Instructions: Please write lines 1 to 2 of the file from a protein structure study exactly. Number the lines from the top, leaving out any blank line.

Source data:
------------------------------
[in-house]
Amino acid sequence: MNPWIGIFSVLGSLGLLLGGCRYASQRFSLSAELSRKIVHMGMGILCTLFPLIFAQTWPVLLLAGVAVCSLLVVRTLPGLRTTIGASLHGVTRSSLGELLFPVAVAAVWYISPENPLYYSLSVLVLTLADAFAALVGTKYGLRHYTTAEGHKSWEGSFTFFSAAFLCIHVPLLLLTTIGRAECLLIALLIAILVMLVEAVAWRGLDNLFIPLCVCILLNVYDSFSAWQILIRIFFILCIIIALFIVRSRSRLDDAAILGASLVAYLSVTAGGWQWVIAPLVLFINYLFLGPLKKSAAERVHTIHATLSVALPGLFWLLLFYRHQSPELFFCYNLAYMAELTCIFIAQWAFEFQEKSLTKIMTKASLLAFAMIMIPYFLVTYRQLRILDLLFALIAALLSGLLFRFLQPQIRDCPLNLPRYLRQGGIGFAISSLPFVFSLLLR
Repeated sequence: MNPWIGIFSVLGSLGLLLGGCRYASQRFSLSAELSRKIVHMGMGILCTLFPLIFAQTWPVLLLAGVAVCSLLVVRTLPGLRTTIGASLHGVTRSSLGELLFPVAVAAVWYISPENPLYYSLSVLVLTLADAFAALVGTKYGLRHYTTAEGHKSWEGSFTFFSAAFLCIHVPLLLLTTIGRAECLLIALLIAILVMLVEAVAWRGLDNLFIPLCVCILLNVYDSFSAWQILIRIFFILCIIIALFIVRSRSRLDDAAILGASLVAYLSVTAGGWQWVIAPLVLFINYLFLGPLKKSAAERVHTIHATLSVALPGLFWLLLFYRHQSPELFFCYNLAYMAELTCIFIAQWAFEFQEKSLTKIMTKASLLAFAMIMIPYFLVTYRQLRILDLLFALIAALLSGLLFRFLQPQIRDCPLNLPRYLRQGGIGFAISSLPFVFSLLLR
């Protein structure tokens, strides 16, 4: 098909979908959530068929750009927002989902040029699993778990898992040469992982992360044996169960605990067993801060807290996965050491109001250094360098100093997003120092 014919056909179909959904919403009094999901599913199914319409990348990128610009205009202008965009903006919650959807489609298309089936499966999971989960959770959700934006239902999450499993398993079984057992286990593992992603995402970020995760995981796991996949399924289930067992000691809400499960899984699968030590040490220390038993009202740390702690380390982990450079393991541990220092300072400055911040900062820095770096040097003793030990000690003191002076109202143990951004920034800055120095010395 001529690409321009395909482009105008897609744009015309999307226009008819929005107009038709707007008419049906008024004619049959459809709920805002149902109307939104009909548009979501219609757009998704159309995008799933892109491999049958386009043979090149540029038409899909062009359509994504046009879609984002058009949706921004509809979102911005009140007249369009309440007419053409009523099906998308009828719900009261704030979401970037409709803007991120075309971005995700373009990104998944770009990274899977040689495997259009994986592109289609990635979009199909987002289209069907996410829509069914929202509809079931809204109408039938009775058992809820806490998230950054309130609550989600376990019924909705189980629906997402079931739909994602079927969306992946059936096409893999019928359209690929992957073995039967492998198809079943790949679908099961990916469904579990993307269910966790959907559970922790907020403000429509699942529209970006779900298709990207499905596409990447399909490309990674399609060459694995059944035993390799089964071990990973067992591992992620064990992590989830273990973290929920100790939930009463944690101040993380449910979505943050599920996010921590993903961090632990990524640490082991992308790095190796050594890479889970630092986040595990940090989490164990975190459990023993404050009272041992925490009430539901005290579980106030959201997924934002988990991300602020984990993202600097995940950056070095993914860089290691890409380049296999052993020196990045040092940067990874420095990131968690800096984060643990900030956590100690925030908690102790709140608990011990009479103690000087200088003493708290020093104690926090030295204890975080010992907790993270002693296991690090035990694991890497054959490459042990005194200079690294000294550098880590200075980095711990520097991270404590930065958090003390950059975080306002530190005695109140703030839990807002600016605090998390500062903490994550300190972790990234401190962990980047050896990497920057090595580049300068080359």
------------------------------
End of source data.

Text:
[in-house]
Amino acid sequence: MNPWIGIFSVLGSLGLLLGGCRYASQRFSLSAELSRKIVHMGMGILCTLFPLIFAQTWPVLLLAGVAVCSLLVVRTLPGLRTTIGASLHGVTRSSLGELLFPVAVAAVWYISPENPLYYSLSVLVLTLADAFAALVGTKYGLRHYTTAEGHKSWEGSFTFFSAAFLCIHVPLLLLTTIGRAECLLIALLIAILVMLVEAVAWRGLDNLFIPLCVCILLNVYDSFSAWQILIRIFFILCIIIALFIVRSRSRLDDAAILGASLVAYLSVTAGGWQWVIAPLVLFINYLFLGPLKKSAAERVHTIHATLSVALPGLFWLLLFYRHQSPELFFCYNLAYMAELTCIFIAQWAFEFQEKSLTKIMTKASLLAFAMIMIPYFLVTYRQLRILDLLFALIAALLSGLLFRFLQPQIRDCPLNLPRYLRQGGIGFAISSLPFVFSLLLR